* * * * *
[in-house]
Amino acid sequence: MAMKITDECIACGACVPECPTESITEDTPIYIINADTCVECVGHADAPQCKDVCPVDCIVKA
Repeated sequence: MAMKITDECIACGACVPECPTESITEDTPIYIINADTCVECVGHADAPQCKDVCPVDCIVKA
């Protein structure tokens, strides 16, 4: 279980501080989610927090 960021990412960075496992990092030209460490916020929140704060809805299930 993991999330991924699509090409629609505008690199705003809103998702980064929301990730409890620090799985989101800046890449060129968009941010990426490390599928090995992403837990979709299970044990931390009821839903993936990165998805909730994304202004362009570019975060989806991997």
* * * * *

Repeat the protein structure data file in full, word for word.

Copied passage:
[in-house]
Amino acid sequence: MAMKITDECIACGACVPECPTESITEDTPIYIINADTCVECVGHADAPQCKDVCPVDCIVKA
Repeated sequence: MAMKITDECIACGACVPECPTESITEDTPIYIINADTCVECVGHADAPQCKDVCPVDCIVKA
């Protein structure tokens, strides 16, 4: 279980501080989610927090 960021990412960075496992990092030209460490916020929140704060809805299930 993991999330991924699509090409629609505008690199705003809103998702980064929301990730409890620090799985989101800046890449060129968009941010990426490390599928090995992403837990979709299970044990931390009821839903993936990165998805909730994304202004362009570019975060989806991997």